Wow, the bloom sure has started to come off the corn-based ethanol rose. We’ve been detailing the backlash against biofuels recently, and over the past few days, prominent articles in the mainstream media – The Wall Street Journal, The New York Times, and The Economist – have all declared the corn-based ethanol boom to be sputtering, in part because a surplus has pushed the average national ethanol price down 30 percent since May.
The WSJ says the price drop, combined with the rising cost of corn, is pushing some ethanol plants to the brink of bankruptcy. Meanwhile, financing for new ethanol plants is drying up and plans to build new plants are being shelved. Some ethanol companies are “under deathwatch,” the WSJ quotes Chris Groobey, partner with a law firm that has worked with lenders and private-equity funds involved with ethanol, as saying. Part of the price fall comes from the fact that oil companies aren’t blending it with gasoline as quickly as the fuel is being produced.
The ethanol industry is also facing a glut, because while the government has supported production, there’s been a lack of transportation infrastructure and flex fuel vehicles. Since standard ethanol is corrosive, it can’t be shipped in the traditional fuel network, and vehicles need to be altered to use the biofuel as well.
“This is a dangerous time for people who are making investments” – Neil E. Harl, economics professor, Iowa State University, via NYT.
Not fully articulated in the NYT or the WSJ articles is the fact that most investors see corn-based ethanol as a stepping stone for the next phase of cellulosic non-food crop-based biofuel, which startups are struggling to bring to market. The government, venture capitalists, and universities (as well as Wired, as per its cover story last week) are all betting that cellulosic ethanol will be the key to ethanol and biofuels infiltrating U.S. transportation in a fundamental way.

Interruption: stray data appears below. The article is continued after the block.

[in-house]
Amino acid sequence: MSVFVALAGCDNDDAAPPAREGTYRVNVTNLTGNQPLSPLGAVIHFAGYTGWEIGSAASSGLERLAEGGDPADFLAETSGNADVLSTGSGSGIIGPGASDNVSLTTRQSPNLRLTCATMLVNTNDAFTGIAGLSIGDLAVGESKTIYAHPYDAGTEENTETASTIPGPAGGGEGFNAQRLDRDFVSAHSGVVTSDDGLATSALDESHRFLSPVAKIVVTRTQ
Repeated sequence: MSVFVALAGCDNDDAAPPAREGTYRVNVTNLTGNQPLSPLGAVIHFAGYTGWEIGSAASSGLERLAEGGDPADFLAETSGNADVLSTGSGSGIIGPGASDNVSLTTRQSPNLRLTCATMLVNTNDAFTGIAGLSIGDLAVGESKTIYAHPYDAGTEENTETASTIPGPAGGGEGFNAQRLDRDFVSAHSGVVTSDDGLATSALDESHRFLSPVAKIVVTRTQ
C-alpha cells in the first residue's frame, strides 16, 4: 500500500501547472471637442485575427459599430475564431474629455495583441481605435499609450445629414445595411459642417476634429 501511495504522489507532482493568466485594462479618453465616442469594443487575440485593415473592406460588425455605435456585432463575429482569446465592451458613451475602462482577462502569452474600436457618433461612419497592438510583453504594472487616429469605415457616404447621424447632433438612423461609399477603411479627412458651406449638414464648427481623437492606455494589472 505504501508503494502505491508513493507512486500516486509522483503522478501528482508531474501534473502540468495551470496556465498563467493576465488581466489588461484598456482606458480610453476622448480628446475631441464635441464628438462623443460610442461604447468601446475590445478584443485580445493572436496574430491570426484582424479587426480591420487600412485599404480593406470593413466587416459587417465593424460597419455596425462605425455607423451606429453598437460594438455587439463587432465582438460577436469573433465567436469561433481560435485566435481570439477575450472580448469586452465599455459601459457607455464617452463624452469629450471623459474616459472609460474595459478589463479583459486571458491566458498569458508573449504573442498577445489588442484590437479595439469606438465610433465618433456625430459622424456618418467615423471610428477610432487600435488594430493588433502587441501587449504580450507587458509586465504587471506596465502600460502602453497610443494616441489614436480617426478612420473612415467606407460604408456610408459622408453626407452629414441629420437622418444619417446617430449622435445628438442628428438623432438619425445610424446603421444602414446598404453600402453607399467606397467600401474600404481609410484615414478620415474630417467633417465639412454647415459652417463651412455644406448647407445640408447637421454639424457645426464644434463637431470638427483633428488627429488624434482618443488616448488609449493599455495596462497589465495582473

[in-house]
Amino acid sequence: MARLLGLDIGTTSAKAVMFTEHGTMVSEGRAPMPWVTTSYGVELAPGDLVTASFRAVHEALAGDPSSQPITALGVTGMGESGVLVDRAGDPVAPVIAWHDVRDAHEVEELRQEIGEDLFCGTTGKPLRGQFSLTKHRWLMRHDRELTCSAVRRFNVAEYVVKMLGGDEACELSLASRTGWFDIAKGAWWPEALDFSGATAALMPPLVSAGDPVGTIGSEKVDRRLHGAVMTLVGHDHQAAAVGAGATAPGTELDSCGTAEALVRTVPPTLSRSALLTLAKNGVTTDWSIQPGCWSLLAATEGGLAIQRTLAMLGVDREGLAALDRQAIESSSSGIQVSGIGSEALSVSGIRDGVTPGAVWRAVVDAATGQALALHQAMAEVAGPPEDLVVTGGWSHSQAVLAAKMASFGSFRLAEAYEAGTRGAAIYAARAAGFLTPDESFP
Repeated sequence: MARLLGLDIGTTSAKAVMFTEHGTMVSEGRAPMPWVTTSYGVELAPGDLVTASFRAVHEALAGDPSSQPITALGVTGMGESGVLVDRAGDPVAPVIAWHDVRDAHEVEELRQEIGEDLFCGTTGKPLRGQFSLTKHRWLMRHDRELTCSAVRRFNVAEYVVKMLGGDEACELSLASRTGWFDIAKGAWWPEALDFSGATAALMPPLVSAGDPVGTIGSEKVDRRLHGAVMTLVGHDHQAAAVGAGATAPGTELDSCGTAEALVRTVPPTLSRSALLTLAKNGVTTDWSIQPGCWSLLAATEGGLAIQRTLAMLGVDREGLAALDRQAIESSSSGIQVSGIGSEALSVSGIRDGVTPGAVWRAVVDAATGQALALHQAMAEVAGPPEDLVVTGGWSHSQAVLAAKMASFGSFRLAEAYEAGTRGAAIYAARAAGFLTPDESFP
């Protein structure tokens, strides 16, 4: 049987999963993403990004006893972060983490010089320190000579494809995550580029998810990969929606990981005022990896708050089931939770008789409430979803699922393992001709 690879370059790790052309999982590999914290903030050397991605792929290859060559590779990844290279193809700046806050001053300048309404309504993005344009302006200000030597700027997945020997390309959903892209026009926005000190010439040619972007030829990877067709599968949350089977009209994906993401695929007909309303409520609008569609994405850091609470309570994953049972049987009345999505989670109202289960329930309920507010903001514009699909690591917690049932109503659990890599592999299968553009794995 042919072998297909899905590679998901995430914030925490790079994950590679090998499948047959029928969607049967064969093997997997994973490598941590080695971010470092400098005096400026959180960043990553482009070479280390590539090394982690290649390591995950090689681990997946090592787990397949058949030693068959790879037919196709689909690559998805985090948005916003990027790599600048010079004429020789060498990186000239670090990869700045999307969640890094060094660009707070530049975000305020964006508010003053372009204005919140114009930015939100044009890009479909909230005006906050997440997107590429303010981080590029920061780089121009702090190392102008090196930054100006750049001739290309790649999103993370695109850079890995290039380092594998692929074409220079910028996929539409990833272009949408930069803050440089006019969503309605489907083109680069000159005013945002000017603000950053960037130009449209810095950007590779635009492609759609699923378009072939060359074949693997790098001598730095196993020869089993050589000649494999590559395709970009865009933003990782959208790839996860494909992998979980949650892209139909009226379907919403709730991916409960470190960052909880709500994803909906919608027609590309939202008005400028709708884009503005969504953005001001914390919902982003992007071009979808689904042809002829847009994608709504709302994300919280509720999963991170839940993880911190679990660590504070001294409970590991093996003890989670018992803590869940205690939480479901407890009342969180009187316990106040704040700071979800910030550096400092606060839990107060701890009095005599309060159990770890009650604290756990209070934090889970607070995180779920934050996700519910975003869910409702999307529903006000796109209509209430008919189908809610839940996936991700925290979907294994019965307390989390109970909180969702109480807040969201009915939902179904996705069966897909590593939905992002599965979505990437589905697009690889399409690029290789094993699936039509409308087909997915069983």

The Economist, on the other hand, does a good job of outlining four firms that are working on some next-gen biofuel technology whose properties are similar to those of standard gasoline. Codexis, from Redwood City, Calif., is developing “biopetrol” made through a process they call “molecular evolution,” where numerous enzymes are developed and selected in a process not unlike natural selection. Amyris Biotechnology, of Emeryville, Calif., is turning to synthetic biology to use living organisms to make a gas substitute. We’ve covered the Khosla-backed LS9, and Synthetic Genomics, the Rockville, Md.-based startup led by Craig Venter, is probably the most high-profile startup to come out of this area.
While all these doomsday predictions in the media are of little comfort to investors in corn-based ethanol, we still have some faith. New technology being developed in the labs of startups promises to offer efficient, market-supported, non-corn based alternatives. If that can happen in a relatively short time frame (the next few years), we may very well have another ethanol boom on our hands.